From NASA telescopes to hydration science to the reasons we wait in line, TCU researchers are exploring unchartered areas of academia. This year, our annual online research feature looks at the work of 15 extraordinary professors. Go to www.endeavors.tcu.edu for the full text of the stories and additional information regarding research and creative scholarship at TCU.
Salting away data under the Texas sun.
Joel Mitchell is tracking down the science behind hydration for the Gatorade Sports Science Institute.
Searching for extraterrestrial life.
Astronomy professor Pam Marcum is helping NASA get their space-based telescope ready for launch.
Exposing cultural bias.
History and Latin American Studies professor Susan Ramirez says we need to stop looking at the past through 21st-century goggles.
Laboring to understand unions in Mexico.
Immigration reform in the U.S. could have devastating effects on the economy in Mexico, so management professor Bob Greer is looking at how unions help or hinder their progress.
Putting on a show.
What does it take to stage a dance concert in New York? Elizabeth Gillaspy and Susan Douglas Roberts of Ballet & Modern Dance and Roma Flowers of Visual Lighting Design tell us.
Fighting intolerance and oppression.
Harriet Cohen and David Jenkins of Social Work study very different populations but have similar goal.
Shopping for better service.
Hate standing in line? So does marketing professor Julie Baker, whose research about waiting times and online avatars, ought to be required reading by retailers.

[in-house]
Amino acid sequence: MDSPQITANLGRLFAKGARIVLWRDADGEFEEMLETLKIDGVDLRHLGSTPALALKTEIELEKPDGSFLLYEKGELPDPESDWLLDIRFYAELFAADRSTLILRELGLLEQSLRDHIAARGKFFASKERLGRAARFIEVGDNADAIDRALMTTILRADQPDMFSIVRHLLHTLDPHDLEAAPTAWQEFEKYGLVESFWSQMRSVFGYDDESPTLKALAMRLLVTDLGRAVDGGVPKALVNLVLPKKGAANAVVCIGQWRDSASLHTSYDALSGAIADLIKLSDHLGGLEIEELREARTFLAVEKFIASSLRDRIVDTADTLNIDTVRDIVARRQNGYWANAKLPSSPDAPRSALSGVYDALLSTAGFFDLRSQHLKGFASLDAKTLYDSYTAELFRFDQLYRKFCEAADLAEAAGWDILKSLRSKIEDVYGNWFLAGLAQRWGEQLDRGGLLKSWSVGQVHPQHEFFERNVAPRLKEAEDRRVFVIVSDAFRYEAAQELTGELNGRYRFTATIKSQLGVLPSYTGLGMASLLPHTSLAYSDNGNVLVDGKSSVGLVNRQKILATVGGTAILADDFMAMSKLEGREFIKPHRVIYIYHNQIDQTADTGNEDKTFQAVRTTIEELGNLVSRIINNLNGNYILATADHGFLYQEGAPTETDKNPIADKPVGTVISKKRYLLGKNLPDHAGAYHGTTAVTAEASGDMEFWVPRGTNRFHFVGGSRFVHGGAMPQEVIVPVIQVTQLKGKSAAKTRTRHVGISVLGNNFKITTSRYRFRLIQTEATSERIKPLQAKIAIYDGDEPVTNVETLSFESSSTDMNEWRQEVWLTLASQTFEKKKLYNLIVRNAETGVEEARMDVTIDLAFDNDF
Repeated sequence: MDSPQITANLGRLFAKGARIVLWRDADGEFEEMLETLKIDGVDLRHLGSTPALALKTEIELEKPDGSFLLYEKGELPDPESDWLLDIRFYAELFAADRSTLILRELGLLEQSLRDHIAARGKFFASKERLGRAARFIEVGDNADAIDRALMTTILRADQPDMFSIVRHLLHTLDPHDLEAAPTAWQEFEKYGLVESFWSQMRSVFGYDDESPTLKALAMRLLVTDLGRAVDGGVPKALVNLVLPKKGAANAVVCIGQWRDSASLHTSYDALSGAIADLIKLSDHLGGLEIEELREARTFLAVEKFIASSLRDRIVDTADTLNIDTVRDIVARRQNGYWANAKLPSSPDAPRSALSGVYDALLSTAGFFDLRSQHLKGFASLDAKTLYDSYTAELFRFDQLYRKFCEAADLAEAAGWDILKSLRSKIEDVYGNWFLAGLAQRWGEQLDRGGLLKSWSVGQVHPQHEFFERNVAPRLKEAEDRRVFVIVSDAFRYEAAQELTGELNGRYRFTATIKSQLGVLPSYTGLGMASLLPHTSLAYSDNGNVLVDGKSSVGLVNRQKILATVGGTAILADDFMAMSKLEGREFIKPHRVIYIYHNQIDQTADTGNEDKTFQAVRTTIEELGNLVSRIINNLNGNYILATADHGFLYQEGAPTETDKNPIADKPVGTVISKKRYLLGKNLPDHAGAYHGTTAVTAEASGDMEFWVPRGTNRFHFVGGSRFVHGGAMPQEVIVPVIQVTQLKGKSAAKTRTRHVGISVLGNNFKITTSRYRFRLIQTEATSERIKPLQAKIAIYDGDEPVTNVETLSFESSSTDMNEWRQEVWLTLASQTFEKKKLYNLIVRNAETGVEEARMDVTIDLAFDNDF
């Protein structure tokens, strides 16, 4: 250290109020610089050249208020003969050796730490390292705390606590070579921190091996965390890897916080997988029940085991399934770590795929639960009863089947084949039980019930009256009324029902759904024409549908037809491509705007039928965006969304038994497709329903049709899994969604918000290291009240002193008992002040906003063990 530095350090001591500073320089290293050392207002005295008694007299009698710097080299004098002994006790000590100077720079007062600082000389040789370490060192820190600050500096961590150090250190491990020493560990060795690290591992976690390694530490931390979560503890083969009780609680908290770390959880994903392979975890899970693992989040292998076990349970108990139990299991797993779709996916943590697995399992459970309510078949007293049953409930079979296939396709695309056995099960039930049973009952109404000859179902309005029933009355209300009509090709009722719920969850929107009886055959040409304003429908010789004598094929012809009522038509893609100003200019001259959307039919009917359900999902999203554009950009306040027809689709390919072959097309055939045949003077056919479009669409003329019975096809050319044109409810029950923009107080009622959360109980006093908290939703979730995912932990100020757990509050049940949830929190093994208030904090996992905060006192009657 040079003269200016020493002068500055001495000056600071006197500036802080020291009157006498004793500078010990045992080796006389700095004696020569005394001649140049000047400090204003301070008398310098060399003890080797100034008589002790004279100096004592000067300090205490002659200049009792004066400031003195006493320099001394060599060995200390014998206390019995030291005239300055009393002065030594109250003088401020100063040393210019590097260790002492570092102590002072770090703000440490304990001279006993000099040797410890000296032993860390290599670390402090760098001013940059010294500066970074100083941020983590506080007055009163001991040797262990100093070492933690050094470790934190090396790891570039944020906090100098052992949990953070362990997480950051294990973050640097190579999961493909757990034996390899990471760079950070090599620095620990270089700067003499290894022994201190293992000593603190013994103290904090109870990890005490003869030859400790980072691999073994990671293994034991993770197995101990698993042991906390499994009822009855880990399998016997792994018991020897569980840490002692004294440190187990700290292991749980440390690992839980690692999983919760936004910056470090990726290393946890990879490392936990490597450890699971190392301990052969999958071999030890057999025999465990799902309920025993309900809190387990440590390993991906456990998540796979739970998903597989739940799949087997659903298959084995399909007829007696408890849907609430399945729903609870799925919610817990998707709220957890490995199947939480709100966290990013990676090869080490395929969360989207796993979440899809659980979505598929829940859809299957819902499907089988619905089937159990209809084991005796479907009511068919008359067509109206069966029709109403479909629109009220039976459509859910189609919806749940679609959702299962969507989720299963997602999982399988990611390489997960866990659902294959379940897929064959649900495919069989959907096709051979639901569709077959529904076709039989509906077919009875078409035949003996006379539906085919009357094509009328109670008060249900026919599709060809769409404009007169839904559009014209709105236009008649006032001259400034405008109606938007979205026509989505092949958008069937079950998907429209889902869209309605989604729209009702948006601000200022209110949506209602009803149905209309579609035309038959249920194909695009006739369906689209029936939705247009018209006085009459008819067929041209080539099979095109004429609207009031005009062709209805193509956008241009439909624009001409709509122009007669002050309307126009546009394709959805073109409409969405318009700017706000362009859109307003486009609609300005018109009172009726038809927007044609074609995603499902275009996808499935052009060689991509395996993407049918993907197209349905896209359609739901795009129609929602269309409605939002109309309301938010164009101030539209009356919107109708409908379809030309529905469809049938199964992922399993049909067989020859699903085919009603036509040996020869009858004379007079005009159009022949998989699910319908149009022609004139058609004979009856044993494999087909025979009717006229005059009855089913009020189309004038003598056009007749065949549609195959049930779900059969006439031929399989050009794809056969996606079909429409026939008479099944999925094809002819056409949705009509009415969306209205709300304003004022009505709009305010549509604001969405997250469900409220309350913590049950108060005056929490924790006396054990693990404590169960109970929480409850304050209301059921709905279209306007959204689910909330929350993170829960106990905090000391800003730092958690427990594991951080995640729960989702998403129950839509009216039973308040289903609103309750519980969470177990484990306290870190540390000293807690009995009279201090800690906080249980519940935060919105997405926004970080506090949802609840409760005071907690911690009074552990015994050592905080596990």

Uncovering the real cost of rehab.
What’s the bottom line to running a drug treatment program? Patrick Flynn of the Institute of Behavioral Research found out.
Searching the scriptures betwixt and between.
Religion professor Claudia Camp’s biblical research has a feminist perspective and interdisciplinary approach.
Drawing from history.
Babette Bohn, professor of art history, brings artist Guido Reni to life for a new exhibit at the famed Uffizi Gallery.
Speaking for the tongue-tied.
For many, one-on-one communication is a cakewalk compared to the prospect of addressing a crowd. Communications professor Ralph Behnke says neither form of communication has to leave you tongue-tied and confused.
Educational psychologist Sherrie Reynolds says it’s the teacher’s job to create an atmosphere of discovery and excitement.
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